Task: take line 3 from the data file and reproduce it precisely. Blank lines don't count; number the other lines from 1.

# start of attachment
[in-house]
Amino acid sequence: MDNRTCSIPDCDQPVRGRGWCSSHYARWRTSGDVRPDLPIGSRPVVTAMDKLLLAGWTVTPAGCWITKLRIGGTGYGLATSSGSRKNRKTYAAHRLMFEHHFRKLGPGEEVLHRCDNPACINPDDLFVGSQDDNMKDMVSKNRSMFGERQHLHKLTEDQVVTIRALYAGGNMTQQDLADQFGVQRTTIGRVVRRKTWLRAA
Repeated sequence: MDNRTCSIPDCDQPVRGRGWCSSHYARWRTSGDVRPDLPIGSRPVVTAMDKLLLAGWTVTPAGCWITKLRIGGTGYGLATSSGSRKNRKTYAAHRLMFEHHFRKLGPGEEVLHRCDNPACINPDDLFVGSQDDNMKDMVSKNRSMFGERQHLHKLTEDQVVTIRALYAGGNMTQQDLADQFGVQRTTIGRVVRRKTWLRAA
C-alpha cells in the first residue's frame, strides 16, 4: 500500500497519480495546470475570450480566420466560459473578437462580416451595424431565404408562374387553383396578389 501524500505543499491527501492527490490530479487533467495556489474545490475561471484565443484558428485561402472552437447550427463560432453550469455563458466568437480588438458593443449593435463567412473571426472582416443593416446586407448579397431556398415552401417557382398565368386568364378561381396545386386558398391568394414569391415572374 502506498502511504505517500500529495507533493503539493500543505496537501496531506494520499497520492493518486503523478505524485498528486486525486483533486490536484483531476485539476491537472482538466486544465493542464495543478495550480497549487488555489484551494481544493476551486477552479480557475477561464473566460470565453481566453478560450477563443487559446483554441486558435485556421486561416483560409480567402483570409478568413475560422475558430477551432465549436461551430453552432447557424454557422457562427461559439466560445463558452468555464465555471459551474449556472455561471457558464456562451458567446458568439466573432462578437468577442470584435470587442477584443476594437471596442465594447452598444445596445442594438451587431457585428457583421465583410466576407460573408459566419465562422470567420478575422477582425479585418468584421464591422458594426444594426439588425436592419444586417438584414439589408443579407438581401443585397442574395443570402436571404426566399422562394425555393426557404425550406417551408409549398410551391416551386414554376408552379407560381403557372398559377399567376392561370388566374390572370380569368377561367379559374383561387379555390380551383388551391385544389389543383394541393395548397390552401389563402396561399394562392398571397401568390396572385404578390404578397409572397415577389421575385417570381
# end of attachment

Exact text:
Repeated sequence: MDNRTCSIPDCDQPVRGRGWCSSHYARWRTSGDVRPDLPIGSRPVVTAMDKLLLAGWTVTPAGCWITKLRIGGTGYGLATSSGSRKNRKTYAAHRLMFEHHFRKLGPGEEVLHRCDNPACINPDDLFVGSQDDNMKDMVSKNRSMFGERQHLHKLTEDQVVTIRALYAGGNMTQQDLADQFGVQRTTIGRVVRRKTWLRAA